"Change starts in the kitchen," says Bryant Terry, chef, cookbook author and food justice advocate. "We can change people's attitudes about food, health and social justice by cooking good, healthy food."

Terry, keynote speaker at next week's 2012 Healthy Foods Summit, will present his case for eating more healthfully while continuing to honor food traditions and cultures. As the author of "Vegan Soul Kitchen: Fresh, Healthy and Creative African-American Cuisine," Terry reinterprets the African-American and Southern dishes of his Memphis childhood, with a focus on health, flavor and accessibility. He recently described his efforts to shift people's attitudes, habits and politics around food.

Q As a chef who travels the country, speaking at colleges and to community groups, what are you seeing?

A There's great interest in food and food issues. The urban and community gardening movement is very hopeful. But many of those involved in it don't know how to cook. Once they learn how easy it is to work with fresh food, they feel empowered.

Q African-American soul food does not seem synonymous with "vegan."

A I'm interested in our traditions before the industrialization of our food system. African-Americans living in the South enjoyed lots of fresh, nutrient-dense leafy greens, tubers and fruits in their everyday diets. The recipes I share in my books and work are really not much of a stretch.

Q You realize that you're in a region known for its grass-fed beef, poultry, eggs, and game, organic milk, butter and ice cream?

A That's great. Fresh food from small local producers is not the same as products that travel miles and are produced without care in industrial facilities. I'm trying to show alternatives to unhealthy fare. I want to help shift people's attitudes, habits and their politics by sharing recipes for meals from an especially rich tradition. It's OK to add a little butter or meat to any of my dishes.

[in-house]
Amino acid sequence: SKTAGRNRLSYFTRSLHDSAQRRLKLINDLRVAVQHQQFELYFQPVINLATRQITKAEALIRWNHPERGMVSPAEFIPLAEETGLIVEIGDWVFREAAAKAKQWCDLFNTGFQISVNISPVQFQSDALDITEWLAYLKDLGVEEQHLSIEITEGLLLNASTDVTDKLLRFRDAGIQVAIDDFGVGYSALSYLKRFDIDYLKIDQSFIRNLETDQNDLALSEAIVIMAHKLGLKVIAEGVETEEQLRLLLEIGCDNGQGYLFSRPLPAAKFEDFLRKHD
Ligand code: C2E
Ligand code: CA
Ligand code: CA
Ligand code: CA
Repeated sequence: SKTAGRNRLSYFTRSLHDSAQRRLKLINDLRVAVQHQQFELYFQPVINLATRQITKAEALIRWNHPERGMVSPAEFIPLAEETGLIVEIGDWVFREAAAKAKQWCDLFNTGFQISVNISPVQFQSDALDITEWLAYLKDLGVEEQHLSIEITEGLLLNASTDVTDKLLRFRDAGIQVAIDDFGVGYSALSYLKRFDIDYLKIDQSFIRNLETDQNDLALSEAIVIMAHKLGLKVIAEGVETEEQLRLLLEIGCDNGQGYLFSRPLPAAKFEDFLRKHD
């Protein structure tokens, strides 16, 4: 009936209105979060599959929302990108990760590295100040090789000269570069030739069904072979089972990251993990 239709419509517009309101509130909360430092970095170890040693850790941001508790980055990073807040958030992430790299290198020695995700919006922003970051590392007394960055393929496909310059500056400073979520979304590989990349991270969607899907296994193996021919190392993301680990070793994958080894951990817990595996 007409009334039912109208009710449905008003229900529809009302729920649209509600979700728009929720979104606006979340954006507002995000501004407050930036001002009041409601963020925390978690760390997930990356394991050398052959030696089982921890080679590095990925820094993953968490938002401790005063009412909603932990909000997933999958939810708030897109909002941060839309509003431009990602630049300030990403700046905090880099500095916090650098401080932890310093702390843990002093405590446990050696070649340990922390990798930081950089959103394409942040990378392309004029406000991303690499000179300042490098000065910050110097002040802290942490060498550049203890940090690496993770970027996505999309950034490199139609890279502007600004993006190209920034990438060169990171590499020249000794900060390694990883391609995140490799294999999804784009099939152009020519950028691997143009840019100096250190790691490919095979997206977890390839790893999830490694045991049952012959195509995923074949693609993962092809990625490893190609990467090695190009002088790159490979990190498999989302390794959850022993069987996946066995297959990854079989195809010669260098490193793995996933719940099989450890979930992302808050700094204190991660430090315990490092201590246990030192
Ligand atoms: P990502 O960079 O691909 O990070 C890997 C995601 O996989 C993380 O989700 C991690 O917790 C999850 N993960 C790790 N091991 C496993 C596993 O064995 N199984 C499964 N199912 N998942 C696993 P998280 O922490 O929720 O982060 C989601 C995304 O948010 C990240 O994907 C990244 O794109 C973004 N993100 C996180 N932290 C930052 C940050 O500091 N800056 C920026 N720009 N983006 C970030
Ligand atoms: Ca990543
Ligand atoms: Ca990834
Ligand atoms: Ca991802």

Q So you're not promoting one particular diet or system?

A I hope to share the most important lesson that I have learned throughout my journey with food: Pay close attention and listen to what your body needs. We all have specific body constitutions, cultural foodways and personal tastes that determine which foods work for us. I create recipes through the prism of the African diaspora -- cutting, pasting, reworking and remixing African, Caribbean, African-American, Native American and European staples, cooking techniques and distinctive dishes to come up with something all my own. So I've pushed the boundaries of what we think of as soul food to mean sweet cornmeal biscuits made with coconut butter and Cajun-Creole spiced tempeh on creamy grits. More than anything, I hope to return our focus to whole, fresh, real food as a means for people to claim their rich histories and embrace a healthy future."

Beth Dooley is a Minneapolis freelance writer.